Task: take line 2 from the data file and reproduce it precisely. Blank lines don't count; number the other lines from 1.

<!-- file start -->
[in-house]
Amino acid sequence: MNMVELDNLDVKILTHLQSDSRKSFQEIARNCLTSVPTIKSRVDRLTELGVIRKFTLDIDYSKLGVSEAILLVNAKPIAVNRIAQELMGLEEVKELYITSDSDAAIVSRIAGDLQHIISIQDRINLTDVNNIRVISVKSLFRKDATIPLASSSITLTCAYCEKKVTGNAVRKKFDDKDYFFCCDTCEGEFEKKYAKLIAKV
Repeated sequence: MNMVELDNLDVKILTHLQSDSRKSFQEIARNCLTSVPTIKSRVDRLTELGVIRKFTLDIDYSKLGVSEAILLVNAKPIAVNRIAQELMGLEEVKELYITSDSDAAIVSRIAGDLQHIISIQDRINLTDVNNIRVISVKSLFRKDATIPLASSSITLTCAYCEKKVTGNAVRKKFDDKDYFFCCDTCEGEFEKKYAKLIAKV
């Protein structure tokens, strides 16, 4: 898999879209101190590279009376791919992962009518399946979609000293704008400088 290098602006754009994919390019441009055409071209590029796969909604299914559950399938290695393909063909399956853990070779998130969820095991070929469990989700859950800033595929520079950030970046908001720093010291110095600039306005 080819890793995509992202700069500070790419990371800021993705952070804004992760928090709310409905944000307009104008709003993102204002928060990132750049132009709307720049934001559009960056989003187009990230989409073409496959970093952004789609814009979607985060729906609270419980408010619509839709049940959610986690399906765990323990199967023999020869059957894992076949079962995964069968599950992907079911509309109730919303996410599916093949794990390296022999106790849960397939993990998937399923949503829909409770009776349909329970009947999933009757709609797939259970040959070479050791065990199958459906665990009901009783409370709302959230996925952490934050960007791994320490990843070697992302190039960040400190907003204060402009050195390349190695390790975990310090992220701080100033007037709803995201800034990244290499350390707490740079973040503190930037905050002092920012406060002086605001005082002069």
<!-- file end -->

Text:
Amino acid sequence: MNMVELDNLDVKILTHLQSDSRKSFQEIARNCLTSVPTIKSRVDRLTELGVIRKFTLDIDYSKLGVSEAILLVNAKPIAVNRIAQELMGLEEVKELYITSDSDAAIVSRIAGDLQHIISIQDRINLTDVNNIRVISVKSLFRKDATIPLASSSITLTCAYCEKKVTGNAVRKKFDDKDYFFCCDTCEGEFEKKYAKLIAKV